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Exploring patient priorities among long-term conditions in multimorbidity: a qualitative secondary analysis

Exploring patient priorities among long-term conditions in multimorbidity: a qualitative secondary analysis
Exploring patient priorities among long-term conditions in multimorbidity: a qualitative secondary analysis
Objective: A lack of agreement between health-care providers and patient priorities can impact the health-care provider–patient relationship, treatment concordance and potentially health outcomes. Evidence suggests that people living with multiple morbidities do prioritise among their long-term conditions. However, the evidence revealing the underlying reasons behind this prioritisation remains limited. Given the potential implications for day-to-day self-management activity and ultimately patient outcomes, this study aims to explore how and why people with multimorbidity prioritise some long-term conditions over others and what the potential implications may be for self-management activity, and in turn, suggest how such information may help clinicians negotiate the management of multimorbidity patients.

Methods: A secondary analysis of qualitative data was conducted utilising four existing data sets collated from the three research centres involved. Purposive sampling provided a sample of 41 participants who had multimorbidity. The research team collectively coded and analysed the data thematically.

Results: All participants, except two, identified one ‘main’ priority long-term condition. Current priorities were arrived at by participants making comparisons between their long-term conditions, specifically by trading off the various attributes, impacts and perceived consequences of their individual long-term conditions. Two main themes emerged as to why participants identified a particular main long-term condition: (a) proximate issues surrounding barriers to functional health and (b) prioritisation of long-term conditions perceived to have a particular future risk.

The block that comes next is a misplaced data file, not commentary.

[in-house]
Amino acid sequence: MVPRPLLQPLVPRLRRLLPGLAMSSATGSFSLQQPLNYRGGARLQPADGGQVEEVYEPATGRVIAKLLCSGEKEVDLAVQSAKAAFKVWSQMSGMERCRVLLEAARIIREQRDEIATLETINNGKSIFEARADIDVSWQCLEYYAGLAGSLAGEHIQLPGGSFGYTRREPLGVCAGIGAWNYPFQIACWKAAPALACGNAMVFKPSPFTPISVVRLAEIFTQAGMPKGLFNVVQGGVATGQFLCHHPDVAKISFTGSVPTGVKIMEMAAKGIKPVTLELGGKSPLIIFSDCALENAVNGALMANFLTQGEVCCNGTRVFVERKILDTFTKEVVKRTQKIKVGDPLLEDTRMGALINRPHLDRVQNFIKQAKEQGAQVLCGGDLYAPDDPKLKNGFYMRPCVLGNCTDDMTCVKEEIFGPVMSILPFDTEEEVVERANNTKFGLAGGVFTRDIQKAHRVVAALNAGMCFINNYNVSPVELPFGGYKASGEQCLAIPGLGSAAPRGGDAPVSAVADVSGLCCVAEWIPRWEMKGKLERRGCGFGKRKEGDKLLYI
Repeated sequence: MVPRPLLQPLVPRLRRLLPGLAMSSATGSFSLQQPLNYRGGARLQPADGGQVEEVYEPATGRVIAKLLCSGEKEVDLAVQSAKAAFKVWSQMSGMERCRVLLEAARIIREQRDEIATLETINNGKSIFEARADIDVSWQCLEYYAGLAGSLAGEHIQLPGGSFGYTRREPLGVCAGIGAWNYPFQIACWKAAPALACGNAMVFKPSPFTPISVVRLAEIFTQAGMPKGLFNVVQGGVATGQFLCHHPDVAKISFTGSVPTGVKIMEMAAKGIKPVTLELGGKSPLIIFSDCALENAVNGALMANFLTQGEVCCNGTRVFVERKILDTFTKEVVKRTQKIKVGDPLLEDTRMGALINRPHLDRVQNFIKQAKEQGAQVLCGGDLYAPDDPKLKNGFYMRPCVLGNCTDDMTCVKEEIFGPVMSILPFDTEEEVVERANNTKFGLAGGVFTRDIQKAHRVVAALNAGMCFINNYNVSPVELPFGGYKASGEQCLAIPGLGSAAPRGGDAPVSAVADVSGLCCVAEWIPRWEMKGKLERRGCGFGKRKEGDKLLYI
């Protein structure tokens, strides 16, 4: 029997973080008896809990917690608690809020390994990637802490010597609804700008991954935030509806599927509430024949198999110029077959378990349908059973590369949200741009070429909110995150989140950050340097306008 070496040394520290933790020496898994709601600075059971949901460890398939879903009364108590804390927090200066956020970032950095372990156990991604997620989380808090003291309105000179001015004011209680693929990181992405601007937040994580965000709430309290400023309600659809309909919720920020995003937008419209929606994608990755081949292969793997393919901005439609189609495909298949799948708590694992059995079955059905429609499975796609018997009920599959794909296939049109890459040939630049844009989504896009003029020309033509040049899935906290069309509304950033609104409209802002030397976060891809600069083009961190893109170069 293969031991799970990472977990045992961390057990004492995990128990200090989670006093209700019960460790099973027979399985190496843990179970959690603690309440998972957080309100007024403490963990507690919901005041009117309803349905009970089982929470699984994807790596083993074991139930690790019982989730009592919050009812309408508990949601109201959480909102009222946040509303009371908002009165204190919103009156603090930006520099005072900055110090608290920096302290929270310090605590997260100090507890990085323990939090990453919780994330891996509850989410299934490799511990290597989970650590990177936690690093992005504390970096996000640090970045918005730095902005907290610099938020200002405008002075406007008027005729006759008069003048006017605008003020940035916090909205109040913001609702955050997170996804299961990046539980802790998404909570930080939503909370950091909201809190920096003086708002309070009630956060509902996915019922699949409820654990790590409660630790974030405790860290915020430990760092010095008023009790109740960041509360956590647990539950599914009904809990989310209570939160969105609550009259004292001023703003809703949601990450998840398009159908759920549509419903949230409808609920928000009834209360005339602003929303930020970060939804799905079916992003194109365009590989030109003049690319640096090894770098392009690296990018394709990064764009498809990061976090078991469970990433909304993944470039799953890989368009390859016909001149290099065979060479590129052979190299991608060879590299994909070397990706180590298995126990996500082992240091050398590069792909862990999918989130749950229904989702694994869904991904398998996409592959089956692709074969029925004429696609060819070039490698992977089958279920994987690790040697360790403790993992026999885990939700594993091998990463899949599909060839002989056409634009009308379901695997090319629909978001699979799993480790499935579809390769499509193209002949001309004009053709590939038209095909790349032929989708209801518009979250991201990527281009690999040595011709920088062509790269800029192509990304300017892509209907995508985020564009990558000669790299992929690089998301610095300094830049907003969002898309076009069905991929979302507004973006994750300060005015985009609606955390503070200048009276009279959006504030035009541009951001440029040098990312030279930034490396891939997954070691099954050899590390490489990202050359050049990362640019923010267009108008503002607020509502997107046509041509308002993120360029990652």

Conclusions: The recent focus on multimorbidity within the medical literature reflects its prevalence. It is therefore important to understand the complexities of the multimorbidity illness experience. We have added to the limited literature on condition prioritisation by revealing some novel understandings of the process of condition prioritisation which can feed into patient–provider consultations in order to allow better communication and treatment planning as well as, ultimately, optimise patient outcomes.
multimorbidity, primary care, priorities, self-management, risk
1-9
Cheraghi-Sohi, S.
6357aeb4-ee87-4c15-aee2-594d243a4059
Morden, A.
9a4bd962-7ac5-4f73-b786-a30d67b8373b
Bower, P.
a1242859-1e67-4fb3-85a7-35ebffc4ada7
Kennedy, Anne
e059c1c7-d6d0-41c8-95e1-95e5273b07f8
Rogers, Anne
105eeebc-1899-4850-950e-385a51738eb7
Richardson, J.
e25f154e-4705-443e-a996-58e774c54b70
Sanders, T.
21c62939-f6fd-49c7-8527-53e9737e1599
Stevenson, Fiona
881eb2a9-d7a8-449d-be50-ead6fda5cd3e
Ong, Bie N.
a7d013b7-f88d-49ba-8650-2cc1511f59fb
Cheraghi-Sohi, S.
6357aeb4-ee87-4c15-aee2-594d243a4059
Morden, A.
9a4bd962-7ac5-4f73-b786-a30d67b8373b
Bower, P.
a1242859-1e67-4fb3-85a7-35ebffc4ada7
Kennedy, Anne
e059c1c7-d6d0-41c8-95e1-95e5273b07f8
Rogers, Anne